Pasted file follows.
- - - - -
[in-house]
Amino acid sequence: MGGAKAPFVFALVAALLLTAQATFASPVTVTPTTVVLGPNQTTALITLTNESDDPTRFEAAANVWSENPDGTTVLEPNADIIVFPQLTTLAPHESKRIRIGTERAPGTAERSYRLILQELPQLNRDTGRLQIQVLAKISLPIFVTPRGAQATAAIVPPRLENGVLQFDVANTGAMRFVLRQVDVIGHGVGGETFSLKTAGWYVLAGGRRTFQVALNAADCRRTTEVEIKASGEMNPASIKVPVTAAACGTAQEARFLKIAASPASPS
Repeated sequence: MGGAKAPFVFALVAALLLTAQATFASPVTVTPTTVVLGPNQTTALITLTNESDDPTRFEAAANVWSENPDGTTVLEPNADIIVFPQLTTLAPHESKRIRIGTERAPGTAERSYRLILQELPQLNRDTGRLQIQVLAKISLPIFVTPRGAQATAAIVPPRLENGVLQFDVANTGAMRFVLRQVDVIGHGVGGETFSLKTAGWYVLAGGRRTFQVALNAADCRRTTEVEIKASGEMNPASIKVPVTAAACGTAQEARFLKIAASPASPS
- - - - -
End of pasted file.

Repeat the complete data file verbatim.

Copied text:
[in-house]
Amino acid sequence: MGGAKAPFVFALVAALLLTAQATFASPVTVTPTTVVLGPNQTTALITLTNESDDPTRFEAAANVWSENPDGTTVLEPNADIIVFPQLTTLAPHESKRIRIGTERAPGTAERSYRLILQELPQLNRDTGRLQIQVLAKISLPIFVTPRGAQATAAIVPPRLENGVLQFDVANTGAMRFVLRQVDVIGHGVGGETFSLKTAGWYVLAGGRRTFQVALNAADCRRTTEVEIKASGEMNPASIKVPVTAAACGTAQEARFLKIAASPASPS
Repeated sequence: MGGAKAPFVFALVAALLLTAQATFASPVTVTPTTVVLGPNQTTALITLTNESDDPTRFEAAANVWSENPDGTTVLEPNADIIVFPQLTTLAPHESKRIRIGTERAPGTAERSYRLILQELPQLNRDTGRLQIQVLAKISLPIFVTPRGAQATAAIVPPRLENGVLQFDVANTGAMRFVLRQVDVIGHGVGGETFSLKTAGWYVLAGGRRTFQVALNAADCRRTTEVEIKASGEMNPASIKVPVTAAACGTAQEARFLKIAASPASPS